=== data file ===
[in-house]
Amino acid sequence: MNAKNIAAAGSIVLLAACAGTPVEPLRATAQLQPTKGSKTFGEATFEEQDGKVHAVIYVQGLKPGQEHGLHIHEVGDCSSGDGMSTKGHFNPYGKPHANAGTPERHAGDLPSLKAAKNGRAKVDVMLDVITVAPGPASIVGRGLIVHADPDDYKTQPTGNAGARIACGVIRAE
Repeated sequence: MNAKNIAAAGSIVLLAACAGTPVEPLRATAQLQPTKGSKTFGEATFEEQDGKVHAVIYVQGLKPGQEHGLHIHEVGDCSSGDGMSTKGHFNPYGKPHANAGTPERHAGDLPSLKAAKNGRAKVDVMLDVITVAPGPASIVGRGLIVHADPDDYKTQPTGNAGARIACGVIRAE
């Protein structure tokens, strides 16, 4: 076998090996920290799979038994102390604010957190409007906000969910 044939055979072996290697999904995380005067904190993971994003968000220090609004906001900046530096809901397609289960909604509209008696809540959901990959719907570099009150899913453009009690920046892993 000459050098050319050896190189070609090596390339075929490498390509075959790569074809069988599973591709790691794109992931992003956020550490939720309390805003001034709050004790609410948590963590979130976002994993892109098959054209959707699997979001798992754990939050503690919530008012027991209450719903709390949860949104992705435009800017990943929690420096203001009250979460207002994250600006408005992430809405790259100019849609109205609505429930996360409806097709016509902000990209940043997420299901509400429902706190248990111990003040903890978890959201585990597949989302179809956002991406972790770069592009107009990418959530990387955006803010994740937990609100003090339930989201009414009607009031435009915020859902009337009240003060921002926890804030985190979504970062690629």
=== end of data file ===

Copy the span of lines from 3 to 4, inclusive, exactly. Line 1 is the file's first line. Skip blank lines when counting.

Repeated sequence: MNAKNIAAAGSIVLLAACAGTPVEPLRATAQLQPTKGSKTFGEATFEEQDGKVHAVIYVQGLKPGQEHGLHIHEVGDCSSGDGMSTKGHFNPYGKPHANAGTPERHAGDLPSLKAAKNGRAKVDVMLDVITVAPGPASIVGRGLIVHADPDDYKTQPTGNAGARIACGVIRAE
């Protein structure tokens, strides 16, 4: 076998090996920290799979038994102390604010957190409007906000969910 044939055979072996290697999904995380005067904190993971994003968000220090609004906001900046530096809901397609289960909604509209008696809540959901990959719907570099009150899913453009009690920046892993 000459050098050319050896190189070609090596390339075929490498390509075959790569074809069988599973591709790691794109992931992003956020550490939720309390805003001034709050004790609410948590963590979130976002994993892109098959054209959707699997979001798992754990939050503690919530008012027991209450719903709390949860949104992705435009800017990943929690420096203001009250979460207002994250600006408005992430809405790259100019849609109205609505429930996360409806097709016509902000990209940043997420299901509400429902706190248990111990003040903890978890959201585990597949989302179809956002991406972790770069592009107009990418959530990387955006803010994740937990609100003090339930989201009414009607009031435009915020859902009337009240003060921002926890804030985190979504970062690629």